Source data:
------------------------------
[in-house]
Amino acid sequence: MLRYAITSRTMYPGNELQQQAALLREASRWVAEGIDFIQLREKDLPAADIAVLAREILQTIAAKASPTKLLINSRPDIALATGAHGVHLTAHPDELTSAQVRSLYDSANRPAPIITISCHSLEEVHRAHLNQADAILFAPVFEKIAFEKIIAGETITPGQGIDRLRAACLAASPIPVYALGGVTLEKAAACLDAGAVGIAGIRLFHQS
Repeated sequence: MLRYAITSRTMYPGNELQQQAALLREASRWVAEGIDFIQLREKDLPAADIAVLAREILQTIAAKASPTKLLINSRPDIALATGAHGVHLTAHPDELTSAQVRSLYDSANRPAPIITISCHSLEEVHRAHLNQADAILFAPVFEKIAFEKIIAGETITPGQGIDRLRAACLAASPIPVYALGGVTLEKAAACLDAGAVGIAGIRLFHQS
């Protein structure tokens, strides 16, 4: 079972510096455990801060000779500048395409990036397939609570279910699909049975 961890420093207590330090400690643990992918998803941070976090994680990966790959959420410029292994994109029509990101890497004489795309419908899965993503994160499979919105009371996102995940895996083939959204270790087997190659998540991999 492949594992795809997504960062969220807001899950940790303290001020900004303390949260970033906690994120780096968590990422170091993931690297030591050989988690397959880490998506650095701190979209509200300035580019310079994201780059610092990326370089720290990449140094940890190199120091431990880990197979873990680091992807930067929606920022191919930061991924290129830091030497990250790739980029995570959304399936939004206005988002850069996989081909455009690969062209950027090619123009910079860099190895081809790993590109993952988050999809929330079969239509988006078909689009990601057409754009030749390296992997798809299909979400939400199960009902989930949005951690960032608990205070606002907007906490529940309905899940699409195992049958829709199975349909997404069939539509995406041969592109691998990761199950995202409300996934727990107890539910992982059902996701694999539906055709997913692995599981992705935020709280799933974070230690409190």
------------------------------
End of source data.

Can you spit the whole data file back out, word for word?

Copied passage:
[in-house]
Amino acid sequence: MLRYAITSRTMYPGNELQQQAALLREASRWVAEGIDFIQLREKDLPAADIAVLAREILQTIAAKASPTKLLINSRPDIALATGAHGVHLTAHPDELTSAQVRSLYDSANRPAPIITISCHSLEEVHRAHLNQADAILFAPVFEKIAFEKIIAGETITPGQGIDRLRAACLAASPIPVYALGGVTLEKAAACLDAGAVGIAGIRLFHQS
Repeated sequence: MLRYAITSRTMYPGNELQQQAALLREASRWVAEGIDFIQLREKDLPAADIAVLAREILQTIAAKASPTKLLINSRPDIALATGAHGVHLTAHPDELTSAQVRSLYDSANRPAPIITISCHSLEEVHRAHLNQADAILFAPVFEKIAFEKIIAGETITPGQGIDRLRAACLAASPIPVYALGGVTLEKAAACLDAGAVGIAGIRLFHQS
């Protein structure tokens, strides 16, 4: 079972510096455990801060000779500048395409990036397939609570279910699909049975 961890420093207590330090400690643990992918998803941070976090994680990966790959959420410029292994994109029509990101890497004489795309419908899965993503994160499979919105009371996102995940895996083939959204270790087997190659998540991999 492949594992795809997504960062969220807001899950940790303290001020900004303390949260970033906690994120780096968590990422170091993931690297030591050989988690397959880490998506650095701190979209509200300035580019310079994201780059610092990326370089720290990449140094940890190199120091431990880990197979873990680091992807930067929606920022191919930061991924290129830091030497990250790739980029995570959304399936939004206005988002850069996989081909455009690969062209950027090619123009910079860099190895081809790993590109993952988050999809929330079969239509988006078909689009990601057409754009030749390296992997798809299909979400939400199960009902989930949005951690960032608990205070606002907007906490529940309905899940699409195992049958829709199975349909997404069939539509995406041969592109691998990761199950995202409300996934727990107890539910992982059902996701694999539906055709997913692995599981992705935020709280799933974070230690409190």